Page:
Olu Obafemi and Abdullahi S. Abubakar, in their paper "Fabulous Theatre: A Reassessment of Osofisan's Revolutionary Dialects", claim to give a fresh look at Osofisan's dramaturgical experiment in what they label 'Fabulous Theatre'. Their main project is actually to disabuse earlier criticism that claimed Osofisan's indebtedness to Brechtian techniques and 'folklorist' parameters. To show that Osofisan's Fabulous Theatre is radically different from Brecht's Epic theatre, they come up with schema which they then use to compare the forms of theatre. To emphasise their point they use Osofisan's play In Many Colours Make The Thunder King to highlight the paradigms of this Fabulous Theatre. These they identify as including: content, performing modes, role of the audience, use of ornamentation, and songs, music and dance.

Ayo Kehinde's "Oral Traditions and Contemporary History in Femi Osofisan's Once upon Four Robbers" privileges the use of oral tradition in the drama of Osofisan to meet the challenges of the post-colony as well as to enhance his (Osofisan's) socialist vision of society. The paper outlines the various traditional oral forms that are deployed in Once upon Four Robbers. Kehinde claims that Osofisan paved the way for the creative use of oral traditional material--a claim that should raise a lot of debate. Victor Ukaegbu is the most critical of Osofisan's works in this collection. In his paper, "Mythological and Patriarchal Constraints: The Tale of Osofisan's Revolutionary Women", he faults Osofisan for creating fictional women who fail to transcend the culturally constructed patriarchal myths and stereotypes that locate them always on the margins of the society. To substantiate his argument he critically examines a number of Osofisan's plays including Morountodun, Oriki of a Grasshopper, Another Raft and Once Upon Four Robbers. For instance, with reference to the depiction of women in one of the plays he argues that: "In Moni Osofisan creates a woman character that is unable to rise above the human frailties she berates in others, although those shortcomings are found whenever unproven polemics and self-preservation collide; in her case it is debilitating and hardly enhances her revolutionary credentials" (184-5).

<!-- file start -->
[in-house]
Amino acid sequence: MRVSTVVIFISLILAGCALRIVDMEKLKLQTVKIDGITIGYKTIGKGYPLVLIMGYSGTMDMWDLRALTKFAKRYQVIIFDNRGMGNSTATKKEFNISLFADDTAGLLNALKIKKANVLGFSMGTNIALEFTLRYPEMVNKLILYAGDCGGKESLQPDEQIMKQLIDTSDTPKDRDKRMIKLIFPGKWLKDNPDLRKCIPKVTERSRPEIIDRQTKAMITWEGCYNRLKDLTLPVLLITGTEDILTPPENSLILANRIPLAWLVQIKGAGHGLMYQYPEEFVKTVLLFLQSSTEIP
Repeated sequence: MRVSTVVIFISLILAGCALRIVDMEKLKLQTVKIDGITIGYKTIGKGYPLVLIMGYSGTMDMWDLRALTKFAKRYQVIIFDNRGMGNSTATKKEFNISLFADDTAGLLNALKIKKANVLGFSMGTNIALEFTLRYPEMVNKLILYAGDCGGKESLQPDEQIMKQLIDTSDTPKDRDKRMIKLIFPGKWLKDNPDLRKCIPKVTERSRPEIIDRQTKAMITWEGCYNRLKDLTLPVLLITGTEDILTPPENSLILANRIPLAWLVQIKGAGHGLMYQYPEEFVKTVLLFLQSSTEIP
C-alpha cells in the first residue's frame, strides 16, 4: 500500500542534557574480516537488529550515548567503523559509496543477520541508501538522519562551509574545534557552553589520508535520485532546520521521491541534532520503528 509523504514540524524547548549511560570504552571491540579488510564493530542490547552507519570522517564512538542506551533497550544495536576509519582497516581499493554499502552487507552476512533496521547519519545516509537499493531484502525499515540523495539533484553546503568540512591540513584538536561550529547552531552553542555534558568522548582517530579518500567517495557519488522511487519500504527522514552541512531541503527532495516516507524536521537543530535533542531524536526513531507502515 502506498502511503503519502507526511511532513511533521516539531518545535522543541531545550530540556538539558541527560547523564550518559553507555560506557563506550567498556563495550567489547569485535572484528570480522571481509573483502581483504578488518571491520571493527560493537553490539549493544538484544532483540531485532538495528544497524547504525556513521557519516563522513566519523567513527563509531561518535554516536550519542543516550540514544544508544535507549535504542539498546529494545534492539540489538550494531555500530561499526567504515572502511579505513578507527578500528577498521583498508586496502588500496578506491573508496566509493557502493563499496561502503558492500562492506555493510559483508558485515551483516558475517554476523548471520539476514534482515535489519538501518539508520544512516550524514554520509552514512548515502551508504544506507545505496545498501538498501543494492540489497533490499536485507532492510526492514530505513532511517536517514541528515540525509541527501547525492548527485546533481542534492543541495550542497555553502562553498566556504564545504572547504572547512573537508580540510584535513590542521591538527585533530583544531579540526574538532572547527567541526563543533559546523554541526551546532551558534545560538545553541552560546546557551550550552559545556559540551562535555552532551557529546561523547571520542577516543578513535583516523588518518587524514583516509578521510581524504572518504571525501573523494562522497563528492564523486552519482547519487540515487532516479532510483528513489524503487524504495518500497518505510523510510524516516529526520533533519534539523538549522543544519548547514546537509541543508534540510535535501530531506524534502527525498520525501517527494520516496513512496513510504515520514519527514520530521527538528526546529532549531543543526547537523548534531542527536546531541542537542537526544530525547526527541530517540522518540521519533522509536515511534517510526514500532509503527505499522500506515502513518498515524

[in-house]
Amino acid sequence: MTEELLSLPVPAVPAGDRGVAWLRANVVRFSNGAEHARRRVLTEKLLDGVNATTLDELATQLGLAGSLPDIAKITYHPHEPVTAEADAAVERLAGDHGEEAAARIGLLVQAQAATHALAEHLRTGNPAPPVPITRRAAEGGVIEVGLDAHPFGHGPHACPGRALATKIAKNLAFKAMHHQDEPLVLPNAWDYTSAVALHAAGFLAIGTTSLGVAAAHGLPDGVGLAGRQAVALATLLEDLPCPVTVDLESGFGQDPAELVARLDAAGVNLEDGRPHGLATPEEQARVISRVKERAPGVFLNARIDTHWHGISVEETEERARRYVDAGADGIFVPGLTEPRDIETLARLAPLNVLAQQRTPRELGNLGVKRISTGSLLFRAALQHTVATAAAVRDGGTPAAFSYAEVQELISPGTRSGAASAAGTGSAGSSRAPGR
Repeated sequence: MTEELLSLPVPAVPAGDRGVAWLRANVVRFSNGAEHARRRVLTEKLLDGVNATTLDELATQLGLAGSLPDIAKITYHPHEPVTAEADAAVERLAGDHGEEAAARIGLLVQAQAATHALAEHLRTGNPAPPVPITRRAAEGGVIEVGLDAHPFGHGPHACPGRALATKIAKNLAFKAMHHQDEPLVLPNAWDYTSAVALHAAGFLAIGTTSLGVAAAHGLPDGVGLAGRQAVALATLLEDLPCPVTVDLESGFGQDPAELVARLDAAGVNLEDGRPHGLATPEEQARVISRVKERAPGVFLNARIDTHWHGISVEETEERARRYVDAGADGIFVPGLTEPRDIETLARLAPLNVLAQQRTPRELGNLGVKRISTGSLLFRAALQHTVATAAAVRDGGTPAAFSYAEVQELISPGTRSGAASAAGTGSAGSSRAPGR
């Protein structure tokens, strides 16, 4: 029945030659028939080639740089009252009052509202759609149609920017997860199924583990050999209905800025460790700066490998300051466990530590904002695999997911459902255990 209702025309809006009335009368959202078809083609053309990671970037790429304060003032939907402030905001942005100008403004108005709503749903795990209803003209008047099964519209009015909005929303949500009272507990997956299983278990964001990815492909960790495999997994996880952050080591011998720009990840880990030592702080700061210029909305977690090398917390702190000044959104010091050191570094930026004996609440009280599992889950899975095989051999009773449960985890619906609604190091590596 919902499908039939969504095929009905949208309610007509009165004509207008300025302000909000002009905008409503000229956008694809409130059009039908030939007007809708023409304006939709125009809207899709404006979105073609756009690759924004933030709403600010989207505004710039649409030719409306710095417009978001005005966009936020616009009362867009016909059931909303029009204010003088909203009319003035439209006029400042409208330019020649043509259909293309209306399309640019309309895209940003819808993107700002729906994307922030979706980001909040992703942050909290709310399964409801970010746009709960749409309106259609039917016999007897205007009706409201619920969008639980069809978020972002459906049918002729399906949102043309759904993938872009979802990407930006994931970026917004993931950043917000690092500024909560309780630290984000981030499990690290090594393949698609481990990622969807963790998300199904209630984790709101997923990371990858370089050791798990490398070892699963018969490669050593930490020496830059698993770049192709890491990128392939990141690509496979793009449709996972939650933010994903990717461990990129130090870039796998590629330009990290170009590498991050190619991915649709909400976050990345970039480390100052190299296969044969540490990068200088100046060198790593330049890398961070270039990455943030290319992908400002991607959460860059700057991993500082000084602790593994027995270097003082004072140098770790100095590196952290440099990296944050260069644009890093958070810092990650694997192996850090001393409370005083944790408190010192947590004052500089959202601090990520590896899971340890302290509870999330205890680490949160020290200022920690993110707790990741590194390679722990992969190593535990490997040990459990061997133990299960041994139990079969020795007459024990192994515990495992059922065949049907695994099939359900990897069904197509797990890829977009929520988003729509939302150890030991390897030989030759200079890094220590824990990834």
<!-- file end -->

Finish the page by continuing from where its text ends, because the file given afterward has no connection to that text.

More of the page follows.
In "A Debate on Tactics for the Best Way to Overthrow Vile Regimes" Jane Plastow implicitly accuses Osofisan of refusing to acknowledge the influence of Ngugi and Mugo's play The Trial of Dedan Kimathi on his play Morountodun. Plastow proceeds to outline several aspects the two plays have in common to demonstrate the indebtedness of Osofisan's play to Ngugi and Mugo's. At the end of the paper Plastow suggests that artists should not shy away from borrowing techniques from each other's practices, if such techniques will enrich their revolutionary projects. She mentions her own work with peasants in Eritrea as an interesting instance that would enrich the works of others who want to create consciousness in the peasants.